In Science or History?, I point out that macroevolutionary theory is an historical science, not an operational science, and I argue that it is actually more precise to say that macroevolutionary theory is fundamentally historical, but that the data is scientific in nature. I also discuss the ramifications.

In Unconstitutional Fossils, I ask (and discuss): "What justification is there for insisting that students be taught the evidence for evolutionary theory but banning any evidence against it, like the fossil record of the Cambrian Explosion, which all mainstream scientists acknowledge?"

Tuesday, August 09, 2005

Time Magazine Gets It

While there is much to groan about in the the recent Time magazine article The Evolution Wars, there is much to like. I especially liked the quote from Richard Dawkins, in which his Darwinian fundamentalism shines through:
Not only is [evolution] a brilliant solution to the riddle of complexity; it is the only solution that has ever been proposed.
Well, not exactly, Richard. It is the only purely materialistic solution that has ever been proposed, which is one of the main reasons that it has been accepted by so many scientists. Science only allows naturalistic theories; evolution is the only one; therefore it must be true. We need only glance at the evidence to make sure there is something to support it. However, the evidence need not be persuasive or convincing. The definition of science gets us all the way without it. Of course, not everyone buys in to Dawkin's (or Lewontin's) materialistic view of reality or his narrow definition of science.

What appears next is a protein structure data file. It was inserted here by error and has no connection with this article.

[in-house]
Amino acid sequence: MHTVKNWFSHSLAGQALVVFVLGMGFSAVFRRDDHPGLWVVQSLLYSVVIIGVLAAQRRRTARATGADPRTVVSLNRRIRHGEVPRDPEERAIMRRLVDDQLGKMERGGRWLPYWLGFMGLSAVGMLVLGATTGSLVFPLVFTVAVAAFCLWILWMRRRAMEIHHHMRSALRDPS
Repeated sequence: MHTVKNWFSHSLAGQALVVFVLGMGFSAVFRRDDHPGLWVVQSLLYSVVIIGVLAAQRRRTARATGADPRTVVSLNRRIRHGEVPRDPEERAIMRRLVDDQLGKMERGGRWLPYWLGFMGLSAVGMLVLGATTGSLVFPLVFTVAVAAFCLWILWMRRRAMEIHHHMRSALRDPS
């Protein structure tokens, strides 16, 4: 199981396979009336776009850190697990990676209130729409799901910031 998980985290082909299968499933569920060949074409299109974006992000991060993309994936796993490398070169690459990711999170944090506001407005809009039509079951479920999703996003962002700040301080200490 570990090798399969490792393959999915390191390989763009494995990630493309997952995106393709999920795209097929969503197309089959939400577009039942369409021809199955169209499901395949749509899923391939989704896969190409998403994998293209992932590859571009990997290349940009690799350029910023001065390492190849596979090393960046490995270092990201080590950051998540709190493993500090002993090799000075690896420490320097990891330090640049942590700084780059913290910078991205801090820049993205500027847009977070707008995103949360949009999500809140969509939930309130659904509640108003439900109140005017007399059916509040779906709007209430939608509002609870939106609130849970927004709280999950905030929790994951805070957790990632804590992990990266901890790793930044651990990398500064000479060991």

I will comment further on the Time magazine article in upcoming posts.

More Fun From Scrappleface

Don't miss the post "Bush: Schools Show No Evidence of Intelligent Design" at Scrappleface.

Monday, August 08, 2005

Which Scientists?

Elisabeth Bumiller's article cited in my last post did not repeat Cornelia's Creed in reporting on the President's comments, but she opens with:

A sharp debate between scientists and religious conservatives escalated Tuesday over comments by President Bush that the theory of intelligent design should be taught with evolution in the nation's public schools.